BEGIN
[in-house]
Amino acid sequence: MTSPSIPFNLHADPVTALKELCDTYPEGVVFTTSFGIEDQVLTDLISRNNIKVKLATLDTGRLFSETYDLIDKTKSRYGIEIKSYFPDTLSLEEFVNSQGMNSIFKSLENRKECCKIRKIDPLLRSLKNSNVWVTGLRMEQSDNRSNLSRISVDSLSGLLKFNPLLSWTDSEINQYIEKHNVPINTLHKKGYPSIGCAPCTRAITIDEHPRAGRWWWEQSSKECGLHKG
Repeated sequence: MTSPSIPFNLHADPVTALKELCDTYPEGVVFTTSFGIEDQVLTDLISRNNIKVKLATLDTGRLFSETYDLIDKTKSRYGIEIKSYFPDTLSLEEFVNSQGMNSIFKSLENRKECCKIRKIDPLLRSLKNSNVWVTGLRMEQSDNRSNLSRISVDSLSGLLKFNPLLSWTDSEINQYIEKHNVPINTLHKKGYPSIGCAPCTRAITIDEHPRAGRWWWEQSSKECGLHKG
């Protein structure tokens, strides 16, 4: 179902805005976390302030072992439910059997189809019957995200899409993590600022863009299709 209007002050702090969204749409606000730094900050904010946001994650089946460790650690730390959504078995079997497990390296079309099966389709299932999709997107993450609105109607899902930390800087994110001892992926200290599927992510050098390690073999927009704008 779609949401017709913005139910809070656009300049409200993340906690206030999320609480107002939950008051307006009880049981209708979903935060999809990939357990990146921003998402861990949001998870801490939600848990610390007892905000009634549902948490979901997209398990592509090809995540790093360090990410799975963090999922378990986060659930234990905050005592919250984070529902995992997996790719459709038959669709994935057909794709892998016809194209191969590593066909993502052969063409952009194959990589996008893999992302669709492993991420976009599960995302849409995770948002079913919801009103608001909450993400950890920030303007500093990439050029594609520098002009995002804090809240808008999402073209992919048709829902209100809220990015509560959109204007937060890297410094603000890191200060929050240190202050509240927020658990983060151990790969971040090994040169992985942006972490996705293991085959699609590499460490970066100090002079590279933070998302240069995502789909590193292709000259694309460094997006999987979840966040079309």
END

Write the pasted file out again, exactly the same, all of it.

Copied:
[in-house]
Amino acid sequence: MTSPSIPFNLHADPVTALKELCDTYPEGVVFTTSFGIEDQVLTDLISRNNIKVKLATLDTGRLFSETYDLIDKTKSRYGIEIKSYFPDTLSLEEFVNSQGMNSIFKSLENRKECCKIRKIDPLLRSLKNSNVWVTGLRMEQSDNRSNLSRISVDSLSGLLKFNPLLSWTDSEINQYIEKHNVPINTLHKKGYPSIGCAPCTRAITIDEHPRAGRWWWEQSSKECGLHKG
Repeated sequence: MTSPSIPFNLHADPVTALKELCDTYPEGVVFTTSFGIEDQVLTDLISRNNIKVKLATLDTGRLFSETYDLIDKTKSRYGIEIKSYFPDTLSLEEFVNSQGMNSIFKSLENRKECCKIRKIDPLLRSLKNSNVWVTGLRMEQSDNRSNLSRISVDSLSGLLKFNPLLSWTDSEINQYIEKHNVPINTLHKKGYPSIGCAPCTRAITIDEHPRAGRWWWEQSSKECGLHKG
């Protein structure tokens, strides 16, 4: 179902805005976390302030072992439910059997189809019957995200899409993590600022863009299709 209007002050702090969204749409606000730094900050904010946001994650089946460790650690730390959504078995079997497990390296079309099966389709299932999709997107993450609105109607899902930390800087994110001892992926200290599927992510050098390690073999927009704008 779609949401017709913005139910809070656009300049409200993340906690206030999320609480107002939950008051307006009880049981209708979903935060999809990939357990990146921003998402861990949001998870801490939600848990610390007892905000009634549902948490979901997209398990592509090809995540790093360090990410799975963090999922378990986060659930234990905050005592919250984070529902995992997996790719459709038959669709994935057909794709892998016809194209191969590593066909993502052969063409952009194959990589996008893999992302669709492993991420976009599960995302849409995770948002079913919801009103608001909450993400950890920030303007500093990439050029594609520098002009995002804090809240808008999402073209992919048709829902209100809220990015509560959109204007937060890297410094603000890191200060929050240190202050509240927020658990983060151990790969971040090994040169992985942006972490996705293991085959699609590499460490970066100090002079590279933070998302240069995502789909590193292709000259694309460094997006999987979840966040079309």